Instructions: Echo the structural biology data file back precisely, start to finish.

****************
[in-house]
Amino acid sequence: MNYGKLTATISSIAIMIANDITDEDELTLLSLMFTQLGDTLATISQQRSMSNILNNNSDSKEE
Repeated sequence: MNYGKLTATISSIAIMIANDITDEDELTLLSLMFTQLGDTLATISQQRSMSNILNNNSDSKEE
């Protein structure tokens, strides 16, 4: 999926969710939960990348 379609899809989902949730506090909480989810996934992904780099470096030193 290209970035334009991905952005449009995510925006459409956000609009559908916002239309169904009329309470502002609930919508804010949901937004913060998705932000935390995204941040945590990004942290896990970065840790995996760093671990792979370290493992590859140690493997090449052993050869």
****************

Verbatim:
[in-house]
Amino acid sequence: MNYGKLTATISSIAIMIANDITDEDELTLLSLMFTQLGDTLATISQQRSMSNILNNNSDSKEE
Repeated sequence: MNYGKLTATISSIAIMIANDITDEDELTLLSLMFTQLGDTLATISQQRSMSNILNNNSDSKEE
């Protein structure tokens, strides 16, 4: 999926969710939960990348 379609899809989902949730506090909480989810996934992904780099470096030193 290209970035334009991905952005449009995510925006459409956000609009559908916002239309169904009329309470502002609930919508804010949901937004913060998705932000935390995204941040945590990004942290896990970065840790995996760093671990792979370290493992590859140690493997090449052993050869």